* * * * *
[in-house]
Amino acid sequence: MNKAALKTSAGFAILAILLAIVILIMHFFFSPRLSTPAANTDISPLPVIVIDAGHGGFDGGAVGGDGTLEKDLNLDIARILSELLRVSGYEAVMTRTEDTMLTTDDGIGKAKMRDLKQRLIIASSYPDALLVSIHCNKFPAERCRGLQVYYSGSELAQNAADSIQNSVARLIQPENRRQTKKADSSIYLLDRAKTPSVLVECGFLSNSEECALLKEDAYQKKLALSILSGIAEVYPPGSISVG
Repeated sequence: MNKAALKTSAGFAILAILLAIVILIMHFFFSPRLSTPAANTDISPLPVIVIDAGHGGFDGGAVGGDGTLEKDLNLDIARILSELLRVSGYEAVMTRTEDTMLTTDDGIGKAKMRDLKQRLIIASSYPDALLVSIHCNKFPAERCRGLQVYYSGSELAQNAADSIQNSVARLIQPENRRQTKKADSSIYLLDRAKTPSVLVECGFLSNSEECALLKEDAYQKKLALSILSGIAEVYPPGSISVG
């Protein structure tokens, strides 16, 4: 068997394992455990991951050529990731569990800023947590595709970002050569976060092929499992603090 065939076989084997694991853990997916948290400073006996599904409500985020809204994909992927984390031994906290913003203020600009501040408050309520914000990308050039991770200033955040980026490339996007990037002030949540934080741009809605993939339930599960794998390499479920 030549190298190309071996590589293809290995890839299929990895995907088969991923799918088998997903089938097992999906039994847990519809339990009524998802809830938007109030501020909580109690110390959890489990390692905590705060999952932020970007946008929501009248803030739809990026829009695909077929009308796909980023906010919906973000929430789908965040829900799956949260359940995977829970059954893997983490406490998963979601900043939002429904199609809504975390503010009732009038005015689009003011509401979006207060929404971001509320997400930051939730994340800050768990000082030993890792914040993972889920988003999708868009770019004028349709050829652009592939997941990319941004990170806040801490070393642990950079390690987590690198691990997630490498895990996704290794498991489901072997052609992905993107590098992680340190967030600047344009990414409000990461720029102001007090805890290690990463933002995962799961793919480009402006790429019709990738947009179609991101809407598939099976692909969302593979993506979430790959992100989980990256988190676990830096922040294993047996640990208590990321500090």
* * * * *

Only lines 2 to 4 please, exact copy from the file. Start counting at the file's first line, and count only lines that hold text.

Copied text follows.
Amino acid sequence: MNKAALKTSAGFAILAILLAIVILIMHFFFSPRLSTPAANTDISPLPVIVIDAGHGGFDGGAVGGDGTLEKDLNLDIARILSELLRVSGYEAVMTRTEDTMLTTDDGIGKAKMRDLKQRLIIASSYPDALLVSIHCNKFPAERCRGLQVYYSGSELAQNAADSIQNSVARLIQPENRRQTKKADSSIYLLDRAKTPSVLVECGFLSNSEECALLKEDAYQKKLALSILSGIAEVYPPGSISVG
Repeated sequence: MNKAALKTSAGFAILAILLAIVILIMHFFFSPRLSTPAANTDISPLPVIVIDAGHGGFDGGAVGGDGTLEKDLNLDIARILSELLRVSGYEAVMTRTEDTMLTTDDGIGKAKMRDLKQRLIIASSYPDALLVSIHCNKFPAERCRGLQVYYSGSELAQNAADSIQNSVARLIQPENRRQTKKADSSIYLLDRAKTPSVLVECGFLSNSEECALLKEDAYQKKLALSILSGIAEVYPPGSISVG
């Protein structure tokens, strides 16, 4: 068997394992455990991951050529990731569990800023947590595709970002050569976060092929499992603090 065939076989084997694991853990997916948290400073006996599904409500985020809204994909992927984390031994906290913003203020600009501040408050309520914000990308050039991770200033955040980026490339996007990037002030949540934080741009809605993939339930599960794998390499479920 030549190298190309071996590589293809290995890839299929990895995907088969991923799918088998997903089938097992999906039994847990519809339990009524998802809830938007109030501020909580109690110390959890489990390692905590705060999952932020970007946008929501009248803030739809990026829009695909077929009308796909980023906010919906973000929430789908965040829900799956949260359940995977829970059954893997983490406490998963979601900043939002429904199609809504975390503010009732009038005015689009003011509401979006207060929404971001509320997400930051939730994340800050768990000082030993890792914040993972889920988003999708868009770019004028349709050829652009592939997941990319941004990170806040801490070393642990950079390690987590690198691990997630490498895990996704290794498991489901072997052609992905993107590098992680340190967030600047344009990414409000990461720029102001007090805890290690990463933002995962799961793919480009402006790429019709990738947009179609991101809407598939099976692909969302593979993506979430790959992100989980990256988190676990830096922040294993047996640990208590990321500090």